Another brick in the wall
Fighting a losing battle on the front lines of security

by Brian Martin
DSIC Security Group
July 2000

 Security? Oops!
 A hacker's hacker
 A losing battle
 Building the wall
 About the author

You sacrifice convenience for security and security for convenience. For which goal was your computer network built?

Security? Oops!
In the realm of human endeavor, there is usually a simple logic applied to the process of building things. This logic is seen in the way houses, computers, a even cans of mandarin oranges are built. We do not near completion of the production of these items only to attempt to squeeze in some vital element that was meant to be first. Foundations are not built after finishing the roof, processors are not seated after the case has been secured, and oranges are not added after the can has been sealed. Yet, when security is considered, this simple application of logic seemingly fails on a majority of computer networks.

We must identify one caveat when addressing this issue. Most computer networks (especially the Internet) were first designed with an open philosophy -- one of sharing information freely with anyone who needed it. Security was the little known hobby of a few geeks who enjoyed the cat and mouse game of "hacking" and securing machines. It's hard to pin down exactly when security became the big push in corporate America, but I think it safe to say it publicly surfaced in the last three or four years.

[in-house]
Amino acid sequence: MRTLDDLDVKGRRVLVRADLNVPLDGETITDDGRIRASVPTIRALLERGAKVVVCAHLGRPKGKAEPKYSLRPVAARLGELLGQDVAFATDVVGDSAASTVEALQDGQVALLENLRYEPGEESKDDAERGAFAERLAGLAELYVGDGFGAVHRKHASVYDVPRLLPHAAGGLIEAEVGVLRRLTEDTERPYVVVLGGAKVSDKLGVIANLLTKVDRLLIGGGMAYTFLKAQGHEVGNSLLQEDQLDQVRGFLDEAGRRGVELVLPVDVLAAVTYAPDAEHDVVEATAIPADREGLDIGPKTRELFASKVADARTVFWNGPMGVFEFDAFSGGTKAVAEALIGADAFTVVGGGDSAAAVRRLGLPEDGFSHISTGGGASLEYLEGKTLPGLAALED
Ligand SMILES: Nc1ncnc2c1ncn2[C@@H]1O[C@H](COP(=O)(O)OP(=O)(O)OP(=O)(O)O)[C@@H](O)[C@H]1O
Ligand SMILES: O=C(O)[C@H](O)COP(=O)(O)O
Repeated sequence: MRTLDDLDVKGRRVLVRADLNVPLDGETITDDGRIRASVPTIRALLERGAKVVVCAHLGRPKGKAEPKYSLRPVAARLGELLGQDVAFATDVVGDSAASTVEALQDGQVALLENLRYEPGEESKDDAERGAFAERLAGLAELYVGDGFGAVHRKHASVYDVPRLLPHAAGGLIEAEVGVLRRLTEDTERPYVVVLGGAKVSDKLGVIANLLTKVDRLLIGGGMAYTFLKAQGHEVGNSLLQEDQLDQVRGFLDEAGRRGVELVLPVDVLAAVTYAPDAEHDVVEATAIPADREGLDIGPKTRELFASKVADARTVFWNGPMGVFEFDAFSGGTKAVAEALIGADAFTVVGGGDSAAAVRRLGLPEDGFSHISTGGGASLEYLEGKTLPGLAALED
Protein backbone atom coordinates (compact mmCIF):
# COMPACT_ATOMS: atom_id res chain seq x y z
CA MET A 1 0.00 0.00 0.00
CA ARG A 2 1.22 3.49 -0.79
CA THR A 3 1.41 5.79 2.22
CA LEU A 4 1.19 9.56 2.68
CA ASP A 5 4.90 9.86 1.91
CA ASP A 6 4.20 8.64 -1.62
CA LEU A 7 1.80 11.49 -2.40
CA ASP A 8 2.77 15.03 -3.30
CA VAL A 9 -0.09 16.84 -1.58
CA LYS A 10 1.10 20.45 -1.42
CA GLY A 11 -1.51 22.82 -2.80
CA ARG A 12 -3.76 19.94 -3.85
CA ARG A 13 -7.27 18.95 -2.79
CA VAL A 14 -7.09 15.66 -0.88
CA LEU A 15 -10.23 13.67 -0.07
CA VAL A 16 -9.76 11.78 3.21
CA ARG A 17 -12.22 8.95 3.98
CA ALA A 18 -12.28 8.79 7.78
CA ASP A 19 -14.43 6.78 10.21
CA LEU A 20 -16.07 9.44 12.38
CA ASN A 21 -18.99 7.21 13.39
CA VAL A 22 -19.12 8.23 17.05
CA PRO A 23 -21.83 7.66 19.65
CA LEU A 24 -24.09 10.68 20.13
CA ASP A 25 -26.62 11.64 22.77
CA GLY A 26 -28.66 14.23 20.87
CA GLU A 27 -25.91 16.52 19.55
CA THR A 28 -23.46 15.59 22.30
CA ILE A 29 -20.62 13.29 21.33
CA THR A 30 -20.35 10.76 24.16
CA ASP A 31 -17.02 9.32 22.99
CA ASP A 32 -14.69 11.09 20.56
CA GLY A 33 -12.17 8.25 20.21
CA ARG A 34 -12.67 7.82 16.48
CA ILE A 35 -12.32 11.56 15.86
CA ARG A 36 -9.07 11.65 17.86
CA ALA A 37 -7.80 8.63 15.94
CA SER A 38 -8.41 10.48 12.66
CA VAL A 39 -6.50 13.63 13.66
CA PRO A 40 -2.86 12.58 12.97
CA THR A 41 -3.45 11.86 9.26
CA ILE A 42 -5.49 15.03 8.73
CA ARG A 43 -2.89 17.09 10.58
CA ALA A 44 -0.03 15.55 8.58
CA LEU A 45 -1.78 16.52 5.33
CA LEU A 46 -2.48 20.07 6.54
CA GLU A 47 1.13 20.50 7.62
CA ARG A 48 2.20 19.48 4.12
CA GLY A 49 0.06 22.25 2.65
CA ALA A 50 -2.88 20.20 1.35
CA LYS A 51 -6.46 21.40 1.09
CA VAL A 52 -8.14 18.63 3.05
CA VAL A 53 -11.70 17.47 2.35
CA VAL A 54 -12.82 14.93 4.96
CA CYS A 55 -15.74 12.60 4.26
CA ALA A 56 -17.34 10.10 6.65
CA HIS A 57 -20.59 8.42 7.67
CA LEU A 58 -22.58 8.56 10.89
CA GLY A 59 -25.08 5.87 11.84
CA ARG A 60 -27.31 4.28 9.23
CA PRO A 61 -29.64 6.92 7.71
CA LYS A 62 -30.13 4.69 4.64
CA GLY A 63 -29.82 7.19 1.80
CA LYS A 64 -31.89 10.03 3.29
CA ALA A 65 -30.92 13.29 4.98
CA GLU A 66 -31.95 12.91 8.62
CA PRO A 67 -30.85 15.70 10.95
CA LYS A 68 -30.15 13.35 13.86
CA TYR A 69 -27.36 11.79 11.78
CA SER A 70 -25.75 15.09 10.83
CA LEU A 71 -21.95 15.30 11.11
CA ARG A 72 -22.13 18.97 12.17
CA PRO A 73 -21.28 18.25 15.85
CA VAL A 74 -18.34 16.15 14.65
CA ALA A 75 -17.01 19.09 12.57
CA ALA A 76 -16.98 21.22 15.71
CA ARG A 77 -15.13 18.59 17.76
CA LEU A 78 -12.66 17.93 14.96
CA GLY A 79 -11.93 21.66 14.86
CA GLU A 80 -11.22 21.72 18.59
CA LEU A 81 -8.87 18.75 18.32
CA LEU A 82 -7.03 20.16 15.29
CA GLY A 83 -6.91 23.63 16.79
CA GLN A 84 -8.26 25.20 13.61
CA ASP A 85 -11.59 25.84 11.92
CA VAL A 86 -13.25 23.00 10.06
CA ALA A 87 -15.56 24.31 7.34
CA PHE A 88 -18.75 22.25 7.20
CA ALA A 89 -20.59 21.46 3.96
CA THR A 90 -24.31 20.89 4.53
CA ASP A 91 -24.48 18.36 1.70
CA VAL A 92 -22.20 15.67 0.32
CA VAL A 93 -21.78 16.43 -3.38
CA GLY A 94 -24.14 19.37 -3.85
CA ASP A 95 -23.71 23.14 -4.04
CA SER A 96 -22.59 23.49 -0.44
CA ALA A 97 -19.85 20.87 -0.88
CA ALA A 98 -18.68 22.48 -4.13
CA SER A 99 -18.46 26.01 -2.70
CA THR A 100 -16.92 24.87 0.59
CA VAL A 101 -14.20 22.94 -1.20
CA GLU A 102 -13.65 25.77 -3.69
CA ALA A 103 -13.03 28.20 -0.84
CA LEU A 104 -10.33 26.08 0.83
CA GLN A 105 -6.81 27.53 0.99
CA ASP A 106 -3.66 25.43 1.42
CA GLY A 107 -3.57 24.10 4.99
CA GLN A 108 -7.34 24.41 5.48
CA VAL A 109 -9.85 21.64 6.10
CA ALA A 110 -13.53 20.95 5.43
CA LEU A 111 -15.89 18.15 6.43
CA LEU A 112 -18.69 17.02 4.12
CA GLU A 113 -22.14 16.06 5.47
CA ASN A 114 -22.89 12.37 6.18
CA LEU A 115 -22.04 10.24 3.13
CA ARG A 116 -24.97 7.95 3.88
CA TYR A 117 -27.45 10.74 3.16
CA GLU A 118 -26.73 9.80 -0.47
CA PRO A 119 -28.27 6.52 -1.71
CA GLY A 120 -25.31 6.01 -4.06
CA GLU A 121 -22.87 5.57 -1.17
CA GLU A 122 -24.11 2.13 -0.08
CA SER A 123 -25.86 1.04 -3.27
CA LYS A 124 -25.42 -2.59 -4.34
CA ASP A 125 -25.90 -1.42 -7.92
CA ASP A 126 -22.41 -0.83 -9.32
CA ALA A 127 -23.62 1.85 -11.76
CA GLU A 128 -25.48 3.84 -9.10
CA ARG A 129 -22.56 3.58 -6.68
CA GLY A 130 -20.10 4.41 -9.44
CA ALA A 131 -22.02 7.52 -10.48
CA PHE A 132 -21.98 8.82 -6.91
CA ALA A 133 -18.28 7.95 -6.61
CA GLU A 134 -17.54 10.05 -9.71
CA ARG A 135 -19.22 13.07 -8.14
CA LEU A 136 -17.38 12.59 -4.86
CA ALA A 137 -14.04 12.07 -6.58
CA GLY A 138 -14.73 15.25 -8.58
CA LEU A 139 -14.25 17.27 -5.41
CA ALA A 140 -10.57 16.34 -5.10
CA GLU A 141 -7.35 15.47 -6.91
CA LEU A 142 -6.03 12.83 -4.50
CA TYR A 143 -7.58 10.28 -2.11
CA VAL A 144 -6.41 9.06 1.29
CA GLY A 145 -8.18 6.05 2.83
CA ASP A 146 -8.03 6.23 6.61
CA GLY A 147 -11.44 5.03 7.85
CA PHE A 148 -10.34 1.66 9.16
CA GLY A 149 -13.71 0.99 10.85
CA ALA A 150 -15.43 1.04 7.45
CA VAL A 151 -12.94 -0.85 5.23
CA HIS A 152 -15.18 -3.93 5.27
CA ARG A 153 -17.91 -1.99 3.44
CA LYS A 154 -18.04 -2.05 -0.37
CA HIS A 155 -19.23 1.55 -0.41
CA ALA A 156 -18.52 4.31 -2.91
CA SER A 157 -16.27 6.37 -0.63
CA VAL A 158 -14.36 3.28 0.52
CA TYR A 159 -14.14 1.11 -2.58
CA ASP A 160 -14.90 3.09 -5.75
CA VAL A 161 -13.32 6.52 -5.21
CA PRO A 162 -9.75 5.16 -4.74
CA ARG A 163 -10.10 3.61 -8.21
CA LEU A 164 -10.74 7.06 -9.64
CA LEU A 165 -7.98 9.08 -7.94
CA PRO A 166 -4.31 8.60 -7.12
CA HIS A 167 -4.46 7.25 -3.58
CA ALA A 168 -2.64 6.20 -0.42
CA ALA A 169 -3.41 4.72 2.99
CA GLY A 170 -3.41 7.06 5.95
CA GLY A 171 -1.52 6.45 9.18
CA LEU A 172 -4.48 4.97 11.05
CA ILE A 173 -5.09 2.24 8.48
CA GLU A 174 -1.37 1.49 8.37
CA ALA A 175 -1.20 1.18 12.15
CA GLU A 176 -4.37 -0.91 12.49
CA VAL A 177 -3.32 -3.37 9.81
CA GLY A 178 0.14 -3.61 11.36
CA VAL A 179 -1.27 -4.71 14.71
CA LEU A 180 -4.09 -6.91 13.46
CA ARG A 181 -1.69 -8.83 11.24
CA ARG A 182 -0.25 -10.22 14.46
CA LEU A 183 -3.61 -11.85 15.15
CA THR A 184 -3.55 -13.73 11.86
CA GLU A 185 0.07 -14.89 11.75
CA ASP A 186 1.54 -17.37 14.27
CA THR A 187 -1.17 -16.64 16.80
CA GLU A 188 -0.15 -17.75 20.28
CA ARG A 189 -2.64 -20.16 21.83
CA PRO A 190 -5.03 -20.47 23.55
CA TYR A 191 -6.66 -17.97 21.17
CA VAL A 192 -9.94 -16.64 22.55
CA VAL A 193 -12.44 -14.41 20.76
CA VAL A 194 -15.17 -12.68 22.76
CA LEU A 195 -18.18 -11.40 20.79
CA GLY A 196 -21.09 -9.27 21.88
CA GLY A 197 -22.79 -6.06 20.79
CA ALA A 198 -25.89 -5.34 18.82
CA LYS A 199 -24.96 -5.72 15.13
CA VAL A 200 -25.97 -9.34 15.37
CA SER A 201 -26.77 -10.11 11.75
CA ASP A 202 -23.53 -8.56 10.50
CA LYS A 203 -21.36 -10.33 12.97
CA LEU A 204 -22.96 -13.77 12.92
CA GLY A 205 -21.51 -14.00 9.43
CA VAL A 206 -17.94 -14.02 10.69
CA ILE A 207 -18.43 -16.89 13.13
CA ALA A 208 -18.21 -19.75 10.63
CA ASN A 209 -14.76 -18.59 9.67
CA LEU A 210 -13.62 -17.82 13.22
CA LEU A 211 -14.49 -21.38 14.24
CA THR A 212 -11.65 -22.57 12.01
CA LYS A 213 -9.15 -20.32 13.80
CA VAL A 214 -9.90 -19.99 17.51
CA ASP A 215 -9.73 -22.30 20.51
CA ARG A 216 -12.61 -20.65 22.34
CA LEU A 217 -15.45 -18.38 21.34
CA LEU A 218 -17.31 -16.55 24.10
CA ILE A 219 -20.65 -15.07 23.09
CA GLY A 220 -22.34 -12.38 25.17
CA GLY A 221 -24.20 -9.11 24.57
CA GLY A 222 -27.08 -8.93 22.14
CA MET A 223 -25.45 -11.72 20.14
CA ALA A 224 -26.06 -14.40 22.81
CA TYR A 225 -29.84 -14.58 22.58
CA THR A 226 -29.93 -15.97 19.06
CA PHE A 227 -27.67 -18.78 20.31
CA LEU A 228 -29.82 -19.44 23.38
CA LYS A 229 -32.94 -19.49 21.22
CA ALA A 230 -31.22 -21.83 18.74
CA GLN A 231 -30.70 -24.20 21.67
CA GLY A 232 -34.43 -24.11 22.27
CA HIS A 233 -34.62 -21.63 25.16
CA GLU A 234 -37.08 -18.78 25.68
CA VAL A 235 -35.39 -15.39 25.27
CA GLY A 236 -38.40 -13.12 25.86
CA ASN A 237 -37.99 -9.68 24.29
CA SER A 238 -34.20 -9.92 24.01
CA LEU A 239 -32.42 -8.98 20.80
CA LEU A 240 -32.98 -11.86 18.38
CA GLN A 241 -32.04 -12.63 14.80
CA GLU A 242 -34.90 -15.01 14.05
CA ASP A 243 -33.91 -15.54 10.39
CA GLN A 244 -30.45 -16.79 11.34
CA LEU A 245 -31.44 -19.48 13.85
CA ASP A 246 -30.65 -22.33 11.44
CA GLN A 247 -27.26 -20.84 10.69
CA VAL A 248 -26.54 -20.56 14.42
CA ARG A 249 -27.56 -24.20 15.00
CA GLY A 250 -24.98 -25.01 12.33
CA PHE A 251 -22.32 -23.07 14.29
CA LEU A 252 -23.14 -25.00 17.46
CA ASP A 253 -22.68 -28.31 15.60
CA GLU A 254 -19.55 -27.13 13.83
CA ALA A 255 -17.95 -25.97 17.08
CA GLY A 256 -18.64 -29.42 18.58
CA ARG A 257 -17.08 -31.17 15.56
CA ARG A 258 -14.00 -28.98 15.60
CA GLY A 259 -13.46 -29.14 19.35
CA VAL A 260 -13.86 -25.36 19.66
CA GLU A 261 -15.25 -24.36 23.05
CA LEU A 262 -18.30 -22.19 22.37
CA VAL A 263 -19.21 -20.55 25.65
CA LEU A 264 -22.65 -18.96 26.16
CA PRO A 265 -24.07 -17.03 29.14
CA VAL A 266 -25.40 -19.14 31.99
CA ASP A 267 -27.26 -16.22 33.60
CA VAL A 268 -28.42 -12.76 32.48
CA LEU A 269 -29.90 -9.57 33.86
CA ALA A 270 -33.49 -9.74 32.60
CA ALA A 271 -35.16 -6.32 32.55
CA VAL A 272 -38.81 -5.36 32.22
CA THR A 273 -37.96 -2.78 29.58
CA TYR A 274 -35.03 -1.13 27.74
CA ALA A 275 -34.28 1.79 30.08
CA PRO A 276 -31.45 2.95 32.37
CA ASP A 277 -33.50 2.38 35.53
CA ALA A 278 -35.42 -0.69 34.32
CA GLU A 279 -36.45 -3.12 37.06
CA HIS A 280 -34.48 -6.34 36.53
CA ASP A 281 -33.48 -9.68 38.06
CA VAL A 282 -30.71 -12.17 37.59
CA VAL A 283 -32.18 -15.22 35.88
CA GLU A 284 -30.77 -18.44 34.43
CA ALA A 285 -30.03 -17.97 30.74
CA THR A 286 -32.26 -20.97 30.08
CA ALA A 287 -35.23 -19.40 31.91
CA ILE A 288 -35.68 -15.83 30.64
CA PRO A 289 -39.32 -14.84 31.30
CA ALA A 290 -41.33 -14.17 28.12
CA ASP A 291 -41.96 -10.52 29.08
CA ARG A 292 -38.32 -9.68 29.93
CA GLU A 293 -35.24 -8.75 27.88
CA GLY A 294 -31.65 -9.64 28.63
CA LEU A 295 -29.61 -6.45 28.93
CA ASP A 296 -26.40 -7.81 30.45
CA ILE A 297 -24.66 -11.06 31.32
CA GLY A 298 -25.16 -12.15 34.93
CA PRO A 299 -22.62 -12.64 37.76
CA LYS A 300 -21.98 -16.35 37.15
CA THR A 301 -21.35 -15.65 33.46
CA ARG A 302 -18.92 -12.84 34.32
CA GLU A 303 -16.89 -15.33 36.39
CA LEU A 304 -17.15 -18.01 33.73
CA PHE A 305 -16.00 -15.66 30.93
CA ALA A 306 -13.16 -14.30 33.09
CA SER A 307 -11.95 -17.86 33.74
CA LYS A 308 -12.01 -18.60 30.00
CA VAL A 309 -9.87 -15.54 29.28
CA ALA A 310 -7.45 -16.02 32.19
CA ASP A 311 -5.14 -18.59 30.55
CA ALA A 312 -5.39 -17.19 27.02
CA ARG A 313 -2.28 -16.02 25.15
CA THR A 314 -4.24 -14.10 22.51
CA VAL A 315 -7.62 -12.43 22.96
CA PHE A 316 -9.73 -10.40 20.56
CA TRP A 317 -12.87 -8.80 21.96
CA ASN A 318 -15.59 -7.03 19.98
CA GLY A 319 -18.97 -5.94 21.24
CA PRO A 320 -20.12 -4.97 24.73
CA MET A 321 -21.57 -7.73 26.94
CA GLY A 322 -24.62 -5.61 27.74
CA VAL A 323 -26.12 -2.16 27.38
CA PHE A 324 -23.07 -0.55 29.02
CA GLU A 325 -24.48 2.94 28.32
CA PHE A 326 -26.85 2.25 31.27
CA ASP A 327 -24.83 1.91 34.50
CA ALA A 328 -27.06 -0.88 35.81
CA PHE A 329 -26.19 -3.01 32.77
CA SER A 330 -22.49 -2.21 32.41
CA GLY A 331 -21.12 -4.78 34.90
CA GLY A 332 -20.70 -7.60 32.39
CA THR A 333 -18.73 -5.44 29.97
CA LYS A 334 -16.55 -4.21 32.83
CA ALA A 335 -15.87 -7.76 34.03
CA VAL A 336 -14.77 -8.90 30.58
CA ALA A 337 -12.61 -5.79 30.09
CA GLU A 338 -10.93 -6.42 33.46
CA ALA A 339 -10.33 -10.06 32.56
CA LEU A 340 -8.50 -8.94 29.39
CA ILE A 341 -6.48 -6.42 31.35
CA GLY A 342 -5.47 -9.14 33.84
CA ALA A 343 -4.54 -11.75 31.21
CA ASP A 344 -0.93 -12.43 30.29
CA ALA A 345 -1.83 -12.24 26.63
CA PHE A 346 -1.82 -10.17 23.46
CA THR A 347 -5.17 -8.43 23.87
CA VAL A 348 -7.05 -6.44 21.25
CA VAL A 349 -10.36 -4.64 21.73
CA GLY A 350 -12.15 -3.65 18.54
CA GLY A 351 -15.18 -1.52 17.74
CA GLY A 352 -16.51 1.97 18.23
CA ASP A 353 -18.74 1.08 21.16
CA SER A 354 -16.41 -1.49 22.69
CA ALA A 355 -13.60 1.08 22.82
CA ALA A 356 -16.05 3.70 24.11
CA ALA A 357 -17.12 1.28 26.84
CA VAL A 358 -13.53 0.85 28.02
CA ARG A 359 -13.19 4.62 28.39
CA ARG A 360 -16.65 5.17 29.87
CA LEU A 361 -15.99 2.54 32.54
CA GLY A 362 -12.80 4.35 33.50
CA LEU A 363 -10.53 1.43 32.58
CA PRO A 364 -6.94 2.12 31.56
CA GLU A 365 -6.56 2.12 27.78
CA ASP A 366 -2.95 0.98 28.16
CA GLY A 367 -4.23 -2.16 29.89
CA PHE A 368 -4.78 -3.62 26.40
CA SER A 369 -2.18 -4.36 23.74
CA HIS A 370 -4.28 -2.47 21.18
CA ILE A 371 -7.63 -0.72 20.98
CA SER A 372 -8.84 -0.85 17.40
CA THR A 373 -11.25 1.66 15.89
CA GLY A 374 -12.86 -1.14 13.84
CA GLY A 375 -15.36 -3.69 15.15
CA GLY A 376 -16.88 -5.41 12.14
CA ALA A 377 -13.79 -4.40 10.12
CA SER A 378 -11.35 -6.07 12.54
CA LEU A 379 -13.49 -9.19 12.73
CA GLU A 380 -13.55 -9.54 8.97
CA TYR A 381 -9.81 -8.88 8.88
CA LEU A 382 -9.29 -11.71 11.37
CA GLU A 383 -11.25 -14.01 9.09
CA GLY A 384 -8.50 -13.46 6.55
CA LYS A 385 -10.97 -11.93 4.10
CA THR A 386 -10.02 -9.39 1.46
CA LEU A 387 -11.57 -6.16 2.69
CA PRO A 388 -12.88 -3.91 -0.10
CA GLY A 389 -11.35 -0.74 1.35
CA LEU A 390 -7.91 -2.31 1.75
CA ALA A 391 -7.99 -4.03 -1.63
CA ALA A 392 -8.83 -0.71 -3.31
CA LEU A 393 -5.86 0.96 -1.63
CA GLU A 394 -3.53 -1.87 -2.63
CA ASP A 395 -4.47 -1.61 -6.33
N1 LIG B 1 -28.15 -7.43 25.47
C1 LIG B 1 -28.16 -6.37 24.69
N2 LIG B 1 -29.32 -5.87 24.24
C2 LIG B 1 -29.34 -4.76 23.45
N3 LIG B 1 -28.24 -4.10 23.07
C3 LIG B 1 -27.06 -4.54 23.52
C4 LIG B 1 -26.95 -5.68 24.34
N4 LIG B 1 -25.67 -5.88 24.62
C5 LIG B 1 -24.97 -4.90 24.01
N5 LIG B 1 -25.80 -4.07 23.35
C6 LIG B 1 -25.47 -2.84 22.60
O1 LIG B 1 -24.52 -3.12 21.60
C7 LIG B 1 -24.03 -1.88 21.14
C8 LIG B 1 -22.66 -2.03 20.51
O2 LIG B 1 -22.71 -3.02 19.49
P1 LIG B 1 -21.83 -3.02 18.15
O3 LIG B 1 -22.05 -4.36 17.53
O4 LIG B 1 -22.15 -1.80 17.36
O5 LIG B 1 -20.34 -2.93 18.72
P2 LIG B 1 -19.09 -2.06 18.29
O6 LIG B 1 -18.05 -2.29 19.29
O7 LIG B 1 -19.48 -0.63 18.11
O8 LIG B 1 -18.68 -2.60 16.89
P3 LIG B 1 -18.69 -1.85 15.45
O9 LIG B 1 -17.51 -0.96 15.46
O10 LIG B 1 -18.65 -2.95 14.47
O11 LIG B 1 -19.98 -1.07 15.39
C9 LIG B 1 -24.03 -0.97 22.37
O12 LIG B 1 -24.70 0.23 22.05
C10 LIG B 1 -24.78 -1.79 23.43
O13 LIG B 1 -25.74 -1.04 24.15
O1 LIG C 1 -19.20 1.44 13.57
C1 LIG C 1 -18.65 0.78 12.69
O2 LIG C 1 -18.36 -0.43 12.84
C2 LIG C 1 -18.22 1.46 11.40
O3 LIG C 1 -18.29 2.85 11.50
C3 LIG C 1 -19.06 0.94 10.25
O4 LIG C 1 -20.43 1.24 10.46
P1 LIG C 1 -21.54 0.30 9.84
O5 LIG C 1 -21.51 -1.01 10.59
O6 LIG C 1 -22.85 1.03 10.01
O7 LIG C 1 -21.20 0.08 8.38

Just as the Internet had been, five- and ten-year-old corporate networks, when new, were built for connectivity and convenience. As a general rule, you sacrifice convenience for security and security for convenience. The more unrestricted the access you enjoy, the less security is present on the network. Networks built from the ground up with all aspects in mind, especially security, enjoy a stronger foundation.

A losing battle
The real suffering surrounding network security can be found in the system administrator population, which is now playing catch-up. For years, the cries from above were for functionality. Integrate this, introduce this new technology, give us the ability to read sensitive corporate mail from our personal American Online (AOL) accounts. Management worldwide didn't care how things were done or what changes had to be made, they just wanted everything to be easy!

With the media and fledgling security companies preaching about the benefits of and need for good security, administrators are scrambling. Armed with a new corporate directive, administrators must weed through hundreds of self-proclaimed experts and thousands of inadequate Web sites to find pieces of the security puzzle. Missing the overall philosophy of security, they often become consumed with nit-picky details and technical countermeasures that are not always appropriate for their network. Network administrators today are simply fighting a losing battle, plugging each springing hole in their dam.

The advice everyone asks for
Between security consulting by day, and running a nonprofit security-oriented Web site at night, I get asked a lot of questions. The second most-asked question (after "How do I hack?" which is ignored) comes from system administrators all over, who ask: "How do I secure my system?"